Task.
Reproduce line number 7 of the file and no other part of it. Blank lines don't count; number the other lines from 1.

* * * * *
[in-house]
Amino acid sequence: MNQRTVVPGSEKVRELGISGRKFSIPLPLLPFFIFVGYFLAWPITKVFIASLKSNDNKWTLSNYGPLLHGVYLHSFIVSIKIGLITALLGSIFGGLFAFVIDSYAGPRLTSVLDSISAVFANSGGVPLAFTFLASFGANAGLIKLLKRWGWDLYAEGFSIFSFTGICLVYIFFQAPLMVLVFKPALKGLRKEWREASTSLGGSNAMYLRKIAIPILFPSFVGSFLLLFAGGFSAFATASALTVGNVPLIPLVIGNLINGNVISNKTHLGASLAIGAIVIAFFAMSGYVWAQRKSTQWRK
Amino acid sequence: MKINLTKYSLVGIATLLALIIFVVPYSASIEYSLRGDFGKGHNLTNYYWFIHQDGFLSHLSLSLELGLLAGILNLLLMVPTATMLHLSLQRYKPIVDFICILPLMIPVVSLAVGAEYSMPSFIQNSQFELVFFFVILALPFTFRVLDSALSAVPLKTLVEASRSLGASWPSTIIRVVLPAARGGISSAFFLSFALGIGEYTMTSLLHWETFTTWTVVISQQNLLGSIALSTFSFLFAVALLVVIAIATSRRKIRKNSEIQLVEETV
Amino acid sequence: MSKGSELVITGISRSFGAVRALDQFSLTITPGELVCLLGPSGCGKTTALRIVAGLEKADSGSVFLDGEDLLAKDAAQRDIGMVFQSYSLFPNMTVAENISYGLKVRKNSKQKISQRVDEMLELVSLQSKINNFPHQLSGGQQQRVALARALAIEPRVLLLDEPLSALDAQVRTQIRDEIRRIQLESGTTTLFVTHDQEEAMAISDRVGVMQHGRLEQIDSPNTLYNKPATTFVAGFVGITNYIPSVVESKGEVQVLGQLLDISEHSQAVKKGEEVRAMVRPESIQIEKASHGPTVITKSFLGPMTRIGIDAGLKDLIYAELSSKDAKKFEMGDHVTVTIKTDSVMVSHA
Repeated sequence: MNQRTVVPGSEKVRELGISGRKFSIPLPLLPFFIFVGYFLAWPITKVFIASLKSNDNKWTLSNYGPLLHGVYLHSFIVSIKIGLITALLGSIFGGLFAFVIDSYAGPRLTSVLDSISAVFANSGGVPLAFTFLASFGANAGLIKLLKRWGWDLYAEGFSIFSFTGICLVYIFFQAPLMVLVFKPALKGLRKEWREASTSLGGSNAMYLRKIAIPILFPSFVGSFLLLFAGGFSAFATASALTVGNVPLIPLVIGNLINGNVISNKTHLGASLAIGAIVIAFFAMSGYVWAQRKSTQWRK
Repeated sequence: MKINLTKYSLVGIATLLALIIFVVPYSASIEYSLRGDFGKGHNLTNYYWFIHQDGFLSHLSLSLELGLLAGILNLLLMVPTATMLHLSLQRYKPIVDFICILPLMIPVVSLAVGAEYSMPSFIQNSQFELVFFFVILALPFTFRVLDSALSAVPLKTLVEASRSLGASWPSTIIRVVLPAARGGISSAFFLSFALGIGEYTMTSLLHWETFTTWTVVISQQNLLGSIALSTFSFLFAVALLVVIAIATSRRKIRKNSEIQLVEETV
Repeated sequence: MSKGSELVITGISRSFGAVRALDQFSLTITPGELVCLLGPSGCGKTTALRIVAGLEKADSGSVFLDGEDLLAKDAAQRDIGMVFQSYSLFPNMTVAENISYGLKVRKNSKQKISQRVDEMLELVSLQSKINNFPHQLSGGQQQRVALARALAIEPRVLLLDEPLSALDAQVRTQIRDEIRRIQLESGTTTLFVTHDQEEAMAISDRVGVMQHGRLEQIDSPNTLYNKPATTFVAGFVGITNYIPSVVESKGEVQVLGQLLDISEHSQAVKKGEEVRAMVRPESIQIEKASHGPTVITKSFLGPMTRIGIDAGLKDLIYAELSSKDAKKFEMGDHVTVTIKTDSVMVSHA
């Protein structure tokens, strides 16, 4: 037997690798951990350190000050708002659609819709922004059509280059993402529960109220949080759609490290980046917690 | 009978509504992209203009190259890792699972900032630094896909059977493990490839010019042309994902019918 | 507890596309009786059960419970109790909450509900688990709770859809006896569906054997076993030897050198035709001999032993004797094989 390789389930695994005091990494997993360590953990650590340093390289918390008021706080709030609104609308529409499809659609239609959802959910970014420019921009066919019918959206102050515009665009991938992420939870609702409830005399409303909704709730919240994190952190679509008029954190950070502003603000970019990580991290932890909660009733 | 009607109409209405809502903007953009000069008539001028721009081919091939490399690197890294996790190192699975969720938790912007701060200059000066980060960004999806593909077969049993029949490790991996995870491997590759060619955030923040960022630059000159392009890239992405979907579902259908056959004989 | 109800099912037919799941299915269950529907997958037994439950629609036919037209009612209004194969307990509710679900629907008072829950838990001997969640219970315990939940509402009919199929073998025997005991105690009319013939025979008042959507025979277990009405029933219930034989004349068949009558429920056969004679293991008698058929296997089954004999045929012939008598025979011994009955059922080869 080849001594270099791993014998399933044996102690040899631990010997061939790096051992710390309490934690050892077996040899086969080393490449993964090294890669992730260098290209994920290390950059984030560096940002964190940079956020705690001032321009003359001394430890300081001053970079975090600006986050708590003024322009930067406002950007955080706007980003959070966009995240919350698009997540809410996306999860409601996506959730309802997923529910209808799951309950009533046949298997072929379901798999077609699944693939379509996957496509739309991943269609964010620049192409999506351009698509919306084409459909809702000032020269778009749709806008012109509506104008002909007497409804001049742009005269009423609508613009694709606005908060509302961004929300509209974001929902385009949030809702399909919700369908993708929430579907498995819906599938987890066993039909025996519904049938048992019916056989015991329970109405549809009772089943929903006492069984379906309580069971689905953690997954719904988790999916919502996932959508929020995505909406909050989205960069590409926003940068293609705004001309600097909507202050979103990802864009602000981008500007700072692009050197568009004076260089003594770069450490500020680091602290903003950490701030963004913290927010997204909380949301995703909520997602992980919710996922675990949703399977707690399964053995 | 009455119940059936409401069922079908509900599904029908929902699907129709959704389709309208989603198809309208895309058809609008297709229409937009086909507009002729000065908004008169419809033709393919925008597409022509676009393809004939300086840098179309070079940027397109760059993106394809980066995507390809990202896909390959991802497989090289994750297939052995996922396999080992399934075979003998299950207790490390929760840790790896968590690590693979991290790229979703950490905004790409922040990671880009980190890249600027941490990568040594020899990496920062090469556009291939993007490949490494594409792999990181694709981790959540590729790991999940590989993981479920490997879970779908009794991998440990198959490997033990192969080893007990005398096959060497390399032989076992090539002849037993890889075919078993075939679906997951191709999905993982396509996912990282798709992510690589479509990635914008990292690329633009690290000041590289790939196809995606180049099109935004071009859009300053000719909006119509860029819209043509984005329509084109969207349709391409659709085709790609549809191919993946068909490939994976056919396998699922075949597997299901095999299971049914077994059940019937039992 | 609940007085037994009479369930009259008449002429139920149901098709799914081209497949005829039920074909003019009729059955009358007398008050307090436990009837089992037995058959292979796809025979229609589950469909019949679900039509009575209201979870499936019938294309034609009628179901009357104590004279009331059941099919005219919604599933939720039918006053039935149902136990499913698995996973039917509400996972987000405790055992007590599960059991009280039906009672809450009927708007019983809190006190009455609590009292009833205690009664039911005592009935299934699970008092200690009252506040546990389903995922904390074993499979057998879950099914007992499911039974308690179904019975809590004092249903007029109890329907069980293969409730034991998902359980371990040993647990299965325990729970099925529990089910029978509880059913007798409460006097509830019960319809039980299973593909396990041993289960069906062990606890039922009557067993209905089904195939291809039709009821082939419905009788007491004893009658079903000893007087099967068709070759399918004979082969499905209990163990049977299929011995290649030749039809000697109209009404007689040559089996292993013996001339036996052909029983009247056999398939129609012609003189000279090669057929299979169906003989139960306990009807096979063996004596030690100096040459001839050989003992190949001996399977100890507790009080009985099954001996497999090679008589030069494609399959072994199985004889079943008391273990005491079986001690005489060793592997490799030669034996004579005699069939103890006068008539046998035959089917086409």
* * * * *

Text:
Repeated sequence: MSKGSELVITGISRSFGAVRALDQFSLTITPGELVCLLGPSGCGKTTALRIVAGLEKADSGSVFLDGEDLLAKDAAQRDIGMVFQSYSLFPNMTVAENISYGLKVRKNSKQKISQRVDEMLELVSLQSKINNFPHQLSGGQQQRVALARALAIEPRVLLLDEPLSALDAQVRTQIRDEIRRIQLESGTTTLFVTHDQEEAMAISDRVGVMQHGRLEQIDSPNTLYNKPATTFVAGFVGITNYIPSVVESKGEVQVLGQLLDISEHSQAVKKGEEVRAMVRPESIQIEKASHGPTVITKSFLGPMTRIGIDAGLKDLIYAELSSKDAKKFEMGDHVTVTIKTDSVMVSHA